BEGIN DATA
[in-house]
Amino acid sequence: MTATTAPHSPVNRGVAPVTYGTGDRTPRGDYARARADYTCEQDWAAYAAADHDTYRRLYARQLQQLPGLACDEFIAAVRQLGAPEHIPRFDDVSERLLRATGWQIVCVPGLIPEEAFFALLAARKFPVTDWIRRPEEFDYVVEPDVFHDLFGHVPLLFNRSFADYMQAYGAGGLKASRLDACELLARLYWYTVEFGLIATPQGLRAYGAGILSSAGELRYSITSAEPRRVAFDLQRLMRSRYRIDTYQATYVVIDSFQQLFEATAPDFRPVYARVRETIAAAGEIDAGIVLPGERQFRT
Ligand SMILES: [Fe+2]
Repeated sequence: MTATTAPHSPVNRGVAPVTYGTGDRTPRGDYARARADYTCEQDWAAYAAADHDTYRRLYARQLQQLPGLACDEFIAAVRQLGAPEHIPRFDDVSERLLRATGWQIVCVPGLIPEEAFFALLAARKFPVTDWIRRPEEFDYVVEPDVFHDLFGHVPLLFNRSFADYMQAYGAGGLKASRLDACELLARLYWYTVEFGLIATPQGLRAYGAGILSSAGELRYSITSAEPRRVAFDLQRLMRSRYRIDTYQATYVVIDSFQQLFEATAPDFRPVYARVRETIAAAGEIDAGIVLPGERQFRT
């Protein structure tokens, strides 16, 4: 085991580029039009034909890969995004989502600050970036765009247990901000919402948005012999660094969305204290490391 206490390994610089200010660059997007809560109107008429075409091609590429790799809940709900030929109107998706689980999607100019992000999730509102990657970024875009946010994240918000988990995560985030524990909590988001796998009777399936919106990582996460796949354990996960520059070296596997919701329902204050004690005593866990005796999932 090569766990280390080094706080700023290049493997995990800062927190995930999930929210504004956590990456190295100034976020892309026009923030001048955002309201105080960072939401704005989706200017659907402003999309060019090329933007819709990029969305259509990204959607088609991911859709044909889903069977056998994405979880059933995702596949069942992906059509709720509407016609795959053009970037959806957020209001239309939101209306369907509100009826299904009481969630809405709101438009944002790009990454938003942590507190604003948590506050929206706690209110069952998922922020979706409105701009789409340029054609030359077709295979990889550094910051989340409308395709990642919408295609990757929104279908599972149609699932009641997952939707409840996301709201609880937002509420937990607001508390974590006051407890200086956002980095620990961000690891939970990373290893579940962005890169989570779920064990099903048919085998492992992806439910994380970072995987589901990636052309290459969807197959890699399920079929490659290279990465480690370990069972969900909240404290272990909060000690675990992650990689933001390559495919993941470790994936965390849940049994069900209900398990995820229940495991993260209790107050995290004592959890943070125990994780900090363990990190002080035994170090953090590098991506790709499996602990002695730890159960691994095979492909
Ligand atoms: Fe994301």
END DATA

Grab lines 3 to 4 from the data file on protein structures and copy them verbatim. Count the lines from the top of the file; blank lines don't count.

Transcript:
Ligand SMILES: [Fe+2]
Repeated sequence: MTATTAPHSPVNRGVAPVTYGTGDRTPRGDYARARADYTCEQDWAAYAAADHDTYRRLYARQLQQLPGLACDEFIAAVRQLGAPEHIPRFDDVSERLLRATGWQIVCVPGLIPEEAFFALLAARKFPVTDWIRRPEEFDYVVEPDVFHDLFGHVPLLFNRSFADYMQAYGAGGLKASRLDACELLARLYWYTVEFGLIATPQGLRAYGAGILSSAGELRYSITSAEPRRVAFDLQRLMRSRYRIDTYQATYVVIDSFQQLFEATAPDFRPVYARVRETIAAAGEIDAGIVLPGERQFRT